• I think a shipping container full of donations would make a good payload. You could charge people $100/pound to put something in the shipping container. Even if there was a 90% chance of failure, I think you could find plenty of people who would pay to have something on a real rocket launch.

  • There is no more male idea in the history of the Universe, than "why don't we fly up to Mars and drive around - Jerry Seinfeld

  • by wisebabo ( 638845 ) on Saturday December 02, 2017 @12:18PM (#55663859) Journal

    ... the most valuable car in the solar system.

    Assuming it is (still) in a âoeparkingâ orbit (ha ha) around Mars and assuming that Mankind survives and prospers enough to colonize Mars, thatâ(TM)ll be one heck of a collectors item!

    It should be in mint(?) condition and, because itâ(TM)s electric, might actually work on planets without oxygen (the driver will need to wear a spacesuit of course).

    Then again, if it put into a stable parking orbit and presumably not âoelostâ or abandoned, are there any salvage rights? Call in the space lawyers! (Be careful though, their fees are astronomical!)

  • I wonder what kind of Auto Insurance Musk has...
  • by Anonymous Coward on Saturday December 02, 2017 @12:35PM (#55663973)

    A Tesla Roadster is about to become the fastest car ever made.

  • by Midnight Thunder ( 17205 ) on Saturday December 02, 2017 @01:13PM (#55664141) Homepage Journal

    Now the question is how the truck will be arranged in the fairing? And then will it survive the vibration tests?

  • It's bad enough that we got NASA's junk now littering the Martian landscape, but now we have private individuals throwing junk cars up there.

  • An average person would have to work for years to buy that car (without eating while doing so). He will flaunt its destruction only to have people talk about him on twitter.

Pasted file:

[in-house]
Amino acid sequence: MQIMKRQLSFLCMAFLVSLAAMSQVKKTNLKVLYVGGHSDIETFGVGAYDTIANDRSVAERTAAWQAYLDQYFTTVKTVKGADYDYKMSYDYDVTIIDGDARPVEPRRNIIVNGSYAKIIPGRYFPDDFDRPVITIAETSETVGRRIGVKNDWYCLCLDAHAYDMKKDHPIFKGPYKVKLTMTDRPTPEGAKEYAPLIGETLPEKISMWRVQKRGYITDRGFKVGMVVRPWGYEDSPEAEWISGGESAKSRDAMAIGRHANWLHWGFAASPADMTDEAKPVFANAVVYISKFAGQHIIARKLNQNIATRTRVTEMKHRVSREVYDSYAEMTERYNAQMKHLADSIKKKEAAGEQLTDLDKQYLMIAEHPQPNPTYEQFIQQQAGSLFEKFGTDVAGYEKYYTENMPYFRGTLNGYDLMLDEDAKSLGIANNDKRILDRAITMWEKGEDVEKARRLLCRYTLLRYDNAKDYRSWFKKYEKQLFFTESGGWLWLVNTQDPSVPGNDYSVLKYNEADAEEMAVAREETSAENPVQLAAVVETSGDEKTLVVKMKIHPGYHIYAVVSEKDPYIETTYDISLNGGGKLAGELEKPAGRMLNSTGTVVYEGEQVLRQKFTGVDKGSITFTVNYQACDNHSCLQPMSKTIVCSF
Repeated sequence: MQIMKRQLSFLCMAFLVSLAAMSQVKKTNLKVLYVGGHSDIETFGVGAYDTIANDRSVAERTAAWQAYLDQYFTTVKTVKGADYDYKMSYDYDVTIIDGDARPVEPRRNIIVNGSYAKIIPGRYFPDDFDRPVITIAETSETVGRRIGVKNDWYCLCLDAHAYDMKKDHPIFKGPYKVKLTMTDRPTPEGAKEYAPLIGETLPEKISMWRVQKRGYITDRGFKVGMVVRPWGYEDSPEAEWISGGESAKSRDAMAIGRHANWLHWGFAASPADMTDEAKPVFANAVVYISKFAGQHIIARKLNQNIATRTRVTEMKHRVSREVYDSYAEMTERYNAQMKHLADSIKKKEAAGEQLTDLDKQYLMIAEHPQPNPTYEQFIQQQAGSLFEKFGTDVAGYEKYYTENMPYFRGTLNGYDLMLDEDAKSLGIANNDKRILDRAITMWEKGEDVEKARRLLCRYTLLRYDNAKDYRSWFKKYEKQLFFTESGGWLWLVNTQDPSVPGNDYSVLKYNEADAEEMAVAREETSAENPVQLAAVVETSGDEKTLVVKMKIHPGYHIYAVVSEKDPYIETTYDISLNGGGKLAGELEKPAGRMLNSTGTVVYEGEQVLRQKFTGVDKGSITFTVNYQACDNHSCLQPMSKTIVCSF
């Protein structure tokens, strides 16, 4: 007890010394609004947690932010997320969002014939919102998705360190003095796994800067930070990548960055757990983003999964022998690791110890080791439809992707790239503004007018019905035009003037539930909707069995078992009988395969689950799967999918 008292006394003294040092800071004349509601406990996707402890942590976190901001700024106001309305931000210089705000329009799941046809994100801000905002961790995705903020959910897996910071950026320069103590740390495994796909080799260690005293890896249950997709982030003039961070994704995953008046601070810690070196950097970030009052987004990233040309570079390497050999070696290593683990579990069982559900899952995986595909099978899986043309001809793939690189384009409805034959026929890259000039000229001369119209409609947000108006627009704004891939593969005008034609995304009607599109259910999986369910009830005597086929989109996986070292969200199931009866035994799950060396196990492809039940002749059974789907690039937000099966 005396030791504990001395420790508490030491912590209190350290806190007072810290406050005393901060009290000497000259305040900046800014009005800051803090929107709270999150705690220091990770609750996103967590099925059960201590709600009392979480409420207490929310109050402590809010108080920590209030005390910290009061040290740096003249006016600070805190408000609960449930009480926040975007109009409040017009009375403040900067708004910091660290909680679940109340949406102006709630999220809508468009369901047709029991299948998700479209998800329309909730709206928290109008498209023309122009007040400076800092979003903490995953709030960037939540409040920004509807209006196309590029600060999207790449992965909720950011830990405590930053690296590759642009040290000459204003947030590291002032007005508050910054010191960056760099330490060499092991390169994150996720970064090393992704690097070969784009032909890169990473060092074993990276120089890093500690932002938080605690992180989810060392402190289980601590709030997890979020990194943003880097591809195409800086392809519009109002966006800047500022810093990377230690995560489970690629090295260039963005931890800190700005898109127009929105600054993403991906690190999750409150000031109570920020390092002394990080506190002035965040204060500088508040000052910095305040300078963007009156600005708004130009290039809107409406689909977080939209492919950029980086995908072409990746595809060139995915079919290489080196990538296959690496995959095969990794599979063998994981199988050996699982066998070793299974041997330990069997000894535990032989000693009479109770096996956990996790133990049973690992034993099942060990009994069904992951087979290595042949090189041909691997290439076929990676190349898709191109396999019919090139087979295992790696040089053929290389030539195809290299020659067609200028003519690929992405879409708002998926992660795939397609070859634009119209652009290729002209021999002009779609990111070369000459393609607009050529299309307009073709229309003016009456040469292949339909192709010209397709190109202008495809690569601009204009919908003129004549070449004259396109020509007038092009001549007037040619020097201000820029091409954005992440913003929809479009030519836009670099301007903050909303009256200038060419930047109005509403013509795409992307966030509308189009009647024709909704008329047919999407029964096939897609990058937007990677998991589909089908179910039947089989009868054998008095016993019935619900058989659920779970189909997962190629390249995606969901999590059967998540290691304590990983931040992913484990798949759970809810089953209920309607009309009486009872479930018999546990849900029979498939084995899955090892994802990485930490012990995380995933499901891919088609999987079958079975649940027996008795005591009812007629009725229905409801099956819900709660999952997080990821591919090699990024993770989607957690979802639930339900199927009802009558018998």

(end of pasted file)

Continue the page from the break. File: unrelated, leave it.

• Tesla should just cut to the chase and launch 3,000 lbs of cash into space.... you know, for their investors.
  • What is sad is that 3000lbs of scientific experiments will not get done. Elon, if you want to practice heavy lifting, at least get some value out of it if it works. I thought you were smart. Smart people don't waste precious opportunities.

    • 3000 lbs of useful scientific experiments would easily cost as much as the rocket itself, cause extra scheduling grief, and have a very good chance of crashing in the ocean or exploding in the air.

    • Re:Waste (Score:5, Interesting)

      by EnsilZah ( 575600 ) <EnsilZah.Gmail@com> on Saturday December 02, 2017 @02:18PM (#55664401)

      Have you considered that the guy running the space launch company might have a better grasp of the logistics of what you're talking about than you?

      -That this is an experimental launch and they're trying to minimize potential losses.
      -Putting a Dragon capsule on top of it to send experiments to the ISS would be pointless because:
      A. It would double the price of the launch.
      B. part of the certification requirement for the government is for there to be a payload fairing on top of the rocket, and the capsule can't launch with one equipped.
      C. The capsule is already volume constrained so it wouldn't be able to carry any more than a regular launch, thus failing to demonstrate the heavy-lift capability (If the car is going to Mars, it would be light, but will have a much higher velocity).